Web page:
Hamblin and Porter's Grammar School

Hamblin and Porter's School was a private school in South Mall, Cork City, Ireland. Its pupils came mainly from merchant classes and Church of Ireland backgrounds. Students pursued classical subjects, with many students matriculated at Trinity College Dublin.

Daniel Hamblin’s school, 58 George’s St., Cork, was founded in 1824. Hamblin would have been known as a teacher preparing students for University entrance exams, he also taught at the Cork Mechanics Institute. Hamblin's School moved in 1826, forming Hamblin and Porter’s boarding and day school, 73 South Mall, Cork. The premises consisted of a school-room, 2 classrooms, library, 2 dormitories, a dressing room and a playground. Sometimes the School's address was listed as Queens Street (now Father Mathew Street), off South Mall. In 1855 the school and pupils moved to 19 South Mall, to become the Collegiate School under Francis William Newell.[1]

Hamblin was made a freeman of Cork City.

Classical subjects were taught. A report card for a pupil grades him in Greek Testament, Lucian, Homer, Xenophon, Latin, Terence, Juvenal, Livy, Virgil, Horace, Exercise, Euclid (Geometry), Algebra, History and Writing.[2]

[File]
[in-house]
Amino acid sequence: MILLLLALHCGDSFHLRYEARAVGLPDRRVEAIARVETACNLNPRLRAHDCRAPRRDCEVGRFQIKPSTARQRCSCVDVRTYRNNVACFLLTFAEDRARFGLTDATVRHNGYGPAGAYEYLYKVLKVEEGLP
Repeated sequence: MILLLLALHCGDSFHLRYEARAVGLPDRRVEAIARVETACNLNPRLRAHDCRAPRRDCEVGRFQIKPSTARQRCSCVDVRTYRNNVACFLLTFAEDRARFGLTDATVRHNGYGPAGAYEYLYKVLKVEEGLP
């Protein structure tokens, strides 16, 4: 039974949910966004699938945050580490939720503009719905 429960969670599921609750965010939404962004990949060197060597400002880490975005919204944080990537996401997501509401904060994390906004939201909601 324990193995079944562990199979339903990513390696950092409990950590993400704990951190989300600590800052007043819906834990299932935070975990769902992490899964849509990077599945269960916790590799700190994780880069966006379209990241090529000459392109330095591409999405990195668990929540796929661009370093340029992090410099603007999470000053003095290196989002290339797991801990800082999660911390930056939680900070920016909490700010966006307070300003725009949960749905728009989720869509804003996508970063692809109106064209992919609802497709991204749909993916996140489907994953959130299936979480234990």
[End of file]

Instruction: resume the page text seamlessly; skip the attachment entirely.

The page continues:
Past Pupils

Significant pupils include, physician Robert Spencer Dyer Lyons, Home Rule MP Joseph Philip Ronayne, Alderman Robert Day JP, architect/engineer William Henry Hill, balladeer, writer and nationalist Denny Lane,[2] mathematician, theologian and Trinity provost George Salmon DD, FRS,[3] and surgeon and professor Edward Hallaran Bennett MD.

Victoria Cross winner Rev. James William Adams, Ontario Anglican Archbishop John Travers Lewis DD, LLD., [4] Rev. Adam Newman Beamish BA and Rev. Richard Parkes Bennett BA are among the Church of Ireland clergy who attended the school.


  1. The Irish Historic Towns Atlas -Cork Draft gazetteer of topographical information, Royal Irish Academy, 27 July 2012
  2. 1 2 Denny Lane Papers Cork Archives Institute.
  3. Lecture : Life and Work of Provost George Salmon FRS(1819-1904) by Roderick Gow, 6 April 2005.
  4. Bishop John Travers Lewis
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